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Louisiana attorney general investigates case of 4th-grader suspended over BB gun in virtual classroom

More students return to in-person classes amid pandemic
More students return to in-person classes ami... 02:16

Louisiana's attorney general announced on Friday he has launched an investigation into a case of a fourth-grader from Jefferson Parish who was not allowed to attend school for six days for having a BB gun in his bedroom, where he was attending online school.

"I am alarmed by what appears to not only be multiple violations of both the State and Federal Constitutions, but also blatant government overreach by the school system," Attorney General Jeff Landry said in a press release, calling it an "egregious incident."

"I have begun investigating this matter and plan to take action in defense of this young man and his family and all families who could suffer the same invasion of their homes and constitutional rights."    

"For anyone to conclude that a student's home is now school property because of connectivity through video conferencing is absurd," he added.

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Ka Mauri Harrison returned back to school on Thursday – virtually – after he was suspended this month over the BB gun, which was visible on his class' video conference for a "split second," his dad said.  Nyron Harrison

The announcement came after Ka Mauri Harrison returned back to school on Thursday – virtually – after he was suspended this month over the BB gun, which was visible on his class' video conference for a "split second," said Ka Mauri's father, Nyron Harrison, CBS New Orleans affiliate WWL-TV reports. 

The nine-year-old was taking a test in his bedroom earlier this month when his brother walked in carrying the BB gun, WWL-TV reports. The boy picked up the BB gun when it fell, and put it next to his seat, where it was apparently visible on his class' video conference.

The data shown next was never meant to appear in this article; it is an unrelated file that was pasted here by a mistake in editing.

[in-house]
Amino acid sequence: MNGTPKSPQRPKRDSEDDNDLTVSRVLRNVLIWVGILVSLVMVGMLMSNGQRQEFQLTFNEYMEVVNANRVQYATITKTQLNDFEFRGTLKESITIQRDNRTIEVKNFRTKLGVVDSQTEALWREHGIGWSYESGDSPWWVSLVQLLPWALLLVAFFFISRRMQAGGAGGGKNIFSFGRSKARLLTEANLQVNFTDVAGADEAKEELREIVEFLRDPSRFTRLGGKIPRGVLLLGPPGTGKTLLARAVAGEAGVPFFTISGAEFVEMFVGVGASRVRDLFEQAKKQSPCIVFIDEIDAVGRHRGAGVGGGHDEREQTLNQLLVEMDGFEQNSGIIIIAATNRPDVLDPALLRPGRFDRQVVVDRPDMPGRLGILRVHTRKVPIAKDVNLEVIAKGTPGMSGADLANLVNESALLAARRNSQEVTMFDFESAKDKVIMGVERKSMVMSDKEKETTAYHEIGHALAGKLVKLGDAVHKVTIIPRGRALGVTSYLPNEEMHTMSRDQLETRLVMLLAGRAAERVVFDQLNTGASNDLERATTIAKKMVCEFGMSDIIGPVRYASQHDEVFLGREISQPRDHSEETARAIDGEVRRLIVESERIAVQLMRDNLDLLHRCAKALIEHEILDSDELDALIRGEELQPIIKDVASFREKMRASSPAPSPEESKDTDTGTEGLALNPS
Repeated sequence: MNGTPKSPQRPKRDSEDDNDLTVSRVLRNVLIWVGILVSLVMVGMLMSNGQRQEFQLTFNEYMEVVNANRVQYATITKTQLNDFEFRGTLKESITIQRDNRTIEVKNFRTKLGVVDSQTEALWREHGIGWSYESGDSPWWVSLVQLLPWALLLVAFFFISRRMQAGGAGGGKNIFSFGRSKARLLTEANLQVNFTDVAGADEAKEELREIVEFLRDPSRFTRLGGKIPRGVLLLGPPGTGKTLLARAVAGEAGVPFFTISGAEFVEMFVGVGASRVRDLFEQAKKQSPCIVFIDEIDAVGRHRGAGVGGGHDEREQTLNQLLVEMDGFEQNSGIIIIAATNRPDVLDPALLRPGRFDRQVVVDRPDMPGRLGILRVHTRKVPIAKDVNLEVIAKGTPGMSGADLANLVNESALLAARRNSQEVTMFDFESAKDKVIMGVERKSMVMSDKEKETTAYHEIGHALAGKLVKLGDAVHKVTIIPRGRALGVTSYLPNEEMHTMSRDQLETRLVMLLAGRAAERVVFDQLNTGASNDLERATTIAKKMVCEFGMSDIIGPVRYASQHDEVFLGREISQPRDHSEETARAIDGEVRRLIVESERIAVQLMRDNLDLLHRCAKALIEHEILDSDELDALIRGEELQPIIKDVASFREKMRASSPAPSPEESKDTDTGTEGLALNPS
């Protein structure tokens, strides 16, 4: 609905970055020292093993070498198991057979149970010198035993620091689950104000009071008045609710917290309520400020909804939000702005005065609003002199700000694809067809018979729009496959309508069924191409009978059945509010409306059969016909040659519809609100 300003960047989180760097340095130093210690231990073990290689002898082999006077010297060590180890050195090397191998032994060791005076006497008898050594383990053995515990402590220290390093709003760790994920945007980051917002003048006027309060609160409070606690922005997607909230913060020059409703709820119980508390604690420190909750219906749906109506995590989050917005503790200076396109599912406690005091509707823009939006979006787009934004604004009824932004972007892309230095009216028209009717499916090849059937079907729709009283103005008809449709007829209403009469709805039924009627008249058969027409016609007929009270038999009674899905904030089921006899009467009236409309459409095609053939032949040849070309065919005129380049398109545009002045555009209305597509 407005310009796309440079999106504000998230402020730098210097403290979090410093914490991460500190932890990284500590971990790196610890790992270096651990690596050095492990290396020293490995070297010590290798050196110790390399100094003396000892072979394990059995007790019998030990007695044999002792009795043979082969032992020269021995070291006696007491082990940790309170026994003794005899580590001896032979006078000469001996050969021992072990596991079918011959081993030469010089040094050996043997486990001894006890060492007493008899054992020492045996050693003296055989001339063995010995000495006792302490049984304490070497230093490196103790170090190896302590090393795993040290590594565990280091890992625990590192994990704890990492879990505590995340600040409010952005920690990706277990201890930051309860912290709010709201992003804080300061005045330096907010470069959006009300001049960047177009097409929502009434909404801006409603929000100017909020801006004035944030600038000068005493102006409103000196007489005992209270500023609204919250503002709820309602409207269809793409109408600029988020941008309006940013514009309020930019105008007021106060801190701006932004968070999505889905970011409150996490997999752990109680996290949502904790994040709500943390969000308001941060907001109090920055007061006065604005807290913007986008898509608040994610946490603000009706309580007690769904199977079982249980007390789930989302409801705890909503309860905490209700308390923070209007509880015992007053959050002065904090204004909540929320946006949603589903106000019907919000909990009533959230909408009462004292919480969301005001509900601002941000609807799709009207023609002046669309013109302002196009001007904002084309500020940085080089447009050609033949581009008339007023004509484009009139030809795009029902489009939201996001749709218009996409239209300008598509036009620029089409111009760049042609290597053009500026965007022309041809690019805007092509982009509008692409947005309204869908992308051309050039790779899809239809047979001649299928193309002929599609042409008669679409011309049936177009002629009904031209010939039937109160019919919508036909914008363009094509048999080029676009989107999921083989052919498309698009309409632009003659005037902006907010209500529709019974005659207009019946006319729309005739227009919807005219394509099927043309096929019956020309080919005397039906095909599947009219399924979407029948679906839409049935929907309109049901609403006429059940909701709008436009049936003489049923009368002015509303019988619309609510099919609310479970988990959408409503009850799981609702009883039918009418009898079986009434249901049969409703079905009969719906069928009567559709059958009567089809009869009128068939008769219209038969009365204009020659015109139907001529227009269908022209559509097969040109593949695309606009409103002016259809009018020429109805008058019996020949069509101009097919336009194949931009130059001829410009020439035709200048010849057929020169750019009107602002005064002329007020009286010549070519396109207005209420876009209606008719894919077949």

Ka Mauri's teacher filed a behavior report, saying he "presented a weapon that appeared to be a rifle/shotgun during his Google Meets classroom session," which is a violation of the school's weapons and internet usage policy. The report said he would be recommended for expulsion, per the school district's policy, WWL-TV reports. 

While school officials agreed the boy did not point the gun at the computer, the school system maintains its on-campus policies are in effect for distance learning, the family's lawyer said, according to WWL-TV. 

Ka Mauri received a six-day suspension. "They just went ahead and went along with it and blew it out of proportion," Ka Mauri's dad told the station.

Harrison said he worries how this incident will affect his son's future. "This outcome is going to follow him through the rest of his life, and that's what's not allowing me to accept their decision," he said.

Attorney General Landry said it was "ludicrous" to punish this "All-American" kid and said the school and school board "deprived" the boy of "six days of educational instruction" – "just the start of the damage done to him and his family."

"My office and I will take a deep dive into all the irreparable harm caused by this egregious incident and take appropriate actions," he said.

According to WWL-TV, the Jefferson Parish Public School System said it does not comment on individual students and their records. The school system said teachers and administrators are allowed to use "reasonable discipline to keep order." 

CBS News has reached out to Jefferson Parish Public School System and Woodmere Elementary for comment and is awaiting response. 

Chelsea Berner Cusimano, the Harrison family's attorney, said the situation was "grossly mishandled," and that school officials should reconsider keeping the suspension on Ka Mauri's record, since the incident happened at home.

She also said a lawsuit is not out of the question if the suspension is not removed from his record. 

CBS News has reached out to the Harrison family for more information.

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